Nordic startups showing the way in circular economy

Nordic startups are developing sustainable solutions and spreading them globally in collaboration with corporations. We at the LOOP Ventures team gathered some of the most exciting current circular economy news to show you what is going on in the new materials scene and what achievements can be reached in cooperation between startups and corporations.

Spinnova, a sustainable fiber company developing textile out of FSC-certified wood and waste streams, launched a fully circular textile concept in collaboration with Norwegian outdoor brand Bergans. The collection is fully circular, subscription-based takeback and reuse concept that is revolutionary in the apparel industry. Their collections first prototype is a backpack made of fully natural resources and when the product life cycle comes to an end, Bergans and Spinnova can turn the same fabric into new fibre and product for the consumers. Bergans has done pioneering work on sustainability with redesign, recycling, repair and renting services, so Spinnova’s sustainable fibre is a great match for them.

H&M is also raising awareness about the importance of transition towards circular fashion industry with startup – corporate collaboration. They have invested in re:newcell, that produces a new textile called Circulose by using a technology to recycle used cotton and viscose clothes. Re:newcell is transforming the way fashion is produced and consumed into a never-ending loop in which garments are not ending up in landfills. H&M’s brand Weekday has lately been the first in the world to test and use Infinited Fiber Company’s newly processed denim fiber. Infinited Fiber Company is known for developing a process technology that can turn cotton-rich textile waste, paper and cardboard waste into new, cotton-like fibres.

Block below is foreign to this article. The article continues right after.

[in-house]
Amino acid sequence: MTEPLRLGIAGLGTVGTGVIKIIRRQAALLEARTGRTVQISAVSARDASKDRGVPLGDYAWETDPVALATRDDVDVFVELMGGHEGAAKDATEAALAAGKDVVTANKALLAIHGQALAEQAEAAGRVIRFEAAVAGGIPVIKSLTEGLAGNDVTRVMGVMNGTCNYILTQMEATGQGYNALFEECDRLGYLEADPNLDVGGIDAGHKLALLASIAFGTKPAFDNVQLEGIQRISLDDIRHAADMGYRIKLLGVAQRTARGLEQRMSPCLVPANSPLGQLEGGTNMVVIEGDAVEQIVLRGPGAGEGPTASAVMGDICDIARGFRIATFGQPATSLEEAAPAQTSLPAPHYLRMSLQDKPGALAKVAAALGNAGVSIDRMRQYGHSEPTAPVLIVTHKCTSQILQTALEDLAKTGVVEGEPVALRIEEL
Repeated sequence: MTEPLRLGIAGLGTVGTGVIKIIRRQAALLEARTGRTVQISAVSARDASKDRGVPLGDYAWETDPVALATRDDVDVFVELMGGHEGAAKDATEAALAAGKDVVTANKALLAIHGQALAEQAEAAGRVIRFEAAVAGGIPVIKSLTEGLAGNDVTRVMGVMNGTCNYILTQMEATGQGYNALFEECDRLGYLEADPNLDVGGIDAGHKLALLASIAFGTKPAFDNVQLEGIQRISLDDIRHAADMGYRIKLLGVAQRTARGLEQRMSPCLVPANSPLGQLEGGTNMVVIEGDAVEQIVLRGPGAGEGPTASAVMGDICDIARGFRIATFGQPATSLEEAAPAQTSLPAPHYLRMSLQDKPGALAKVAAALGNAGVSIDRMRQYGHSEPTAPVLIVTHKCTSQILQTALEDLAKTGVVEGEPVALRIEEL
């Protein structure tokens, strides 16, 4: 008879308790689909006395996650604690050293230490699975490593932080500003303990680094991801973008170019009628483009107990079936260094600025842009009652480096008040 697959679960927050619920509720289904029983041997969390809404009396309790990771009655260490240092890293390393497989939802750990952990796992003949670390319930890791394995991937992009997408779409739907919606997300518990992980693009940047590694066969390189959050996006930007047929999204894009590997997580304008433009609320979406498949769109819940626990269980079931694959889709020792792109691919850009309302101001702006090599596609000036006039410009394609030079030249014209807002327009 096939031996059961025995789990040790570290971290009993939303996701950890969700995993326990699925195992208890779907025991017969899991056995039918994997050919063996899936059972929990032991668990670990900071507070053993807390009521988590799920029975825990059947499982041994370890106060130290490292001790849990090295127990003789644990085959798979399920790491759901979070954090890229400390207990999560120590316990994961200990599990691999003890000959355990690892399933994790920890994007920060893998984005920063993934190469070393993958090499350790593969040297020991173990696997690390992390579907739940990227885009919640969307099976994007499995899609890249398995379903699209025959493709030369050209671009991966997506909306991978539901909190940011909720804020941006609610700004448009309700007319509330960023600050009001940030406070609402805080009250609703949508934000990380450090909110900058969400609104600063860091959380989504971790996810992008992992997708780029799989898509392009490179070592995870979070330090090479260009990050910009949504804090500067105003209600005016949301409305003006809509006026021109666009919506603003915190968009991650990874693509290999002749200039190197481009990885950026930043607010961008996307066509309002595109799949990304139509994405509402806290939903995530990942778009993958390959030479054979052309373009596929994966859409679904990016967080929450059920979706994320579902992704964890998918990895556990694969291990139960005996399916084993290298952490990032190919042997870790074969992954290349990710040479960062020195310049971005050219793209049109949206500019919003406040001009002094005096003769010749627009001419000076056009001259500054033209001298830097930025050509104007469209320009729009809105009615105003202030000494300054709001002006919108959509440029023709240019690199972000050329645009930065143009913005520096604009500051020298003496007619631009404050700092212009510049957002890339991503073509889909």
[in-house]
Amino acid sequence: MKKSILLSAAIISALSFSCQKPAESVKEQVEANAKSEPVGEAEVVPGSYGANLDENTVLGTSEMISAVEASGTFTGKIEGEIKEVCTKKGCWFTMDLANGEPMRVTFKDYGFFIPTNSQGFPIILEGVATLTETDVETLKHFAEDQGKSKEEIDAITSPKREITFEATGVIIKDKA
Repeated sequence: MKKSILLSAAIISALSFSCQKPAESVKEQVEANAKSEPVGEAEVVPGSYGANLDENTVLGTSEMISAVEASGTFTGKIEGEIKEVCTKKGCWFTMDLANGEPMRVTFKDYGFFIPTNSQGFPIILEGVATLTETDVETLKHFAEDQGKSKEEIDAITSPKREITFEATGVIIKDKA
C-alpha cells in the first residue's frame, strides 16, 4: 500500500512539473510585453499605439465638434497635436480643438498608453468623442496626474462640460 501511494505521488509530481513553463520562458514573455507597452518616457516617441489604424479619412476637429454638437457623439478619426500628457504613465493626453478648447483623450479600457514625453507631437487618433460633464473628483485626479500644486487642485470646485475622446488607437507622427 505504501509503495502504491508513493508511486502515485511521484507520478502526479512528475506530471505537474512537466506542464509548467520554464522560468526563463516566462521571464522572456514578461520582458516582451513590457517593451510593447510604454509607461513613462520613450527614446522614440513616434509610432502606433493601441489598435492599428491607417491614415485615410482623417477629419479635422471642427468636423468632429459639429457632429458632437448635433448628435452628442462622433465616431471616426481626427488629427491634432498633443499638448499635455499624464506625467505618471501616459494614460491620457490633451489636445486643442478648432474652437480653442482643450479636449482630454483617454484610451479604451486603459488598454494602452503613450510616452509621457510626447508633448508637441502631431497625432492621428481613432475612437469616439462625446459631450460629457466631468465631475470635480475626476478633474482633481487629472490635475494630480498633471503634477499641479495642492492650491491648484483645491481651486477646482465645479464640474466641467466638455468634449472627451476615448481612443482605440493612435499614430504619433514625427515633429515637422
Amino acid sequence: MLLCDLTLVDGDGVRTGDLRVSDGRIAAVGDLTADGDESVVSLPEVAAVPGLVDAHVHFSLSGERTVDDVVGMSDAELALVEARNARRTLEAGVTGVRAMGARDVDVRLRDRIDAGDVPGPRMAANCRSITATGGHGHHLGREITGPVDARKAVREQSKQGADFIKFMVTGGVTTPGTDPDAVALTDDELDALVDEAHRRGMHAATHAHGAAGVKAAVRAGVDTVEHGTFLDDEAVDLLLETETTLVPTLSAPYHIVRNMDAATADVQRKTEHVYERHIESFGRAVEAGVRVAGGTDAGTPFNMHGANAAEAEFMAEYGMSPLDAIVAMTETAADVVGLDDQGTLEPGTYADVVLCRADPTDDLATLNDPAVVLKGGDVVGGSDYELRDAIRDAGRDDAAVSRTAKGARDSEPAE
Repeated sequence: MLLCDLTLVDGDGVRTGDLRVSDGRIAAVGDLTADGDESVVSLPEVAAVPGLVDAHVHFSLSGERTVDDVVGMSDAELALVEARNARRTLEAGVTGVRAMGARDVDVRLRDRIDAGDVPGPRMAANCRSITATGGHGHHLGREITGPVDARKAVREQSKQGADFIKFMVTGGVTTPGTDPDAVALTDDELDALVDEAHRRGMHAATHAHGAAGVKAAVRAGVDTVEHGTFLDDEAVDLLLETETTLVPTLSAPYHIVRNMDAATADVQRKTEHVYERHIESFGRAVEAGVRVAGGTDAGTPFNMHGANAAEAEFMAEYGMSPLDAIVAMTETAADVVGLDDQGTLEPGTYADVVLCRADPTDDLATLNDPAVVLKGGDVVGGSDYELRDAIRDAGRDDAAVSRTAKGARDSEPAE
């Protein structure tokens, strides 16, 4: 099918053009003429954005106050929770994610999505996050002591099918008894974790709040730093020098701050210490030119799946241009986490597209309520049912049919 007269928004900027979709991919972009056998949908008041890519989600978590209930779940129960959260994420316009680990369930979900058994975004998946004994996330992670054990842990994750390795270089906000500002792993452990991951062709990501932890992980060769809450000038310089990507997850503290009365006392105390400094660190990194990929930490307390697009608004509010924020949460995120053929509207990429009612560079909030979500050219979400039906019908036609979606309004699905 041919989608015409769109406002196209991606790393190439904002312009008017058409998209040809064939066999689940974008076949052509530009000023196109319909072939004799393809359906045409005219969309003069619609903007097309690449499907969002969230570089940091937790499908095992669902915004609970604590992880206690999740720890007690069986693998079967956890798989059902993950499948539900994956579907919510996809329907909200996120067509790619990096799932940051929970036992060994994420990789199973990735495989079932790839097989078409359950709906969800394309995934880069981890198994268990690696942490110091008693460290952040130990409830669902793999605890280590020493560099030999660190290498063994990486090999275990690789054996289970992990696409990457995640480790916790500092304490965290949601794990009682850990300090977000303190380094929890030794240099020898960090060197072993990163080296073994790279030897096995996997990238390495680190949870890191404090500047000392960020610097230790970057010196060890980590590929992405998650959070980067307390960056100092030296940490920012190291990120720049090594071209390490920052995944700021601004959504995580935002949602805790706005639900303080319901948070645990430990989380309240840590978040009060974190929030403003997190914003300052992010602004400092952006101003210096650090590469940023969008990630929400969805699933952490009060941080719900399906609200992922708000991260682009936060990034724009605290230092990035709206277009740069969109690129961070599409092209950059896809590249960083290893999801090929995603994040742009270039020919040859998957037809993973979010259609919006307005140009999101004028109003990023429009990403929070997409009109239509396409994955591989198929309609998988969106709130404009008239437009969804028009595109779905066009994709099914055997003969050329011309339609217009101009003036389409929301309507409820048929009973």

Photo: Re:newcell
Photo: Infinited Fiber Company

Every year millions of tons of plastic waste ends up in the environment and a large part of it is from packaging. To solve the plastic waste problem, Paptic has created this renewable, recyclable and reusable packaging material made of wood fibres to replace plastic. Recently Paptic launched a collaboration with Sokos, one of the largest department store chains in Finland, to replace all their plastic bags with reusable multi-use carrier bags made from Paptic Tringa material. Another significant retailer partner for Paptic is French department store chain Galerie Lafaytte.

Photo: Paptic
Photo: Sulapac

Sulapac raised an impressive € 15 million in their financial round to support their growth. Luxury house Chanel was one of the investors, just to mention one. Sulapac material is biodegradable and microplastic-free made entirely from renewable sources and certified wood. This December they released the sustainable straw in collaboration with StoraEnso. The straw is a huge step towards micro-plastic free nature as it is made of sustainable raw materials and biogrades fully in marine environment.

After this year’s successes, we look forward to seeing and working with all the great innovations and collaborations next year!

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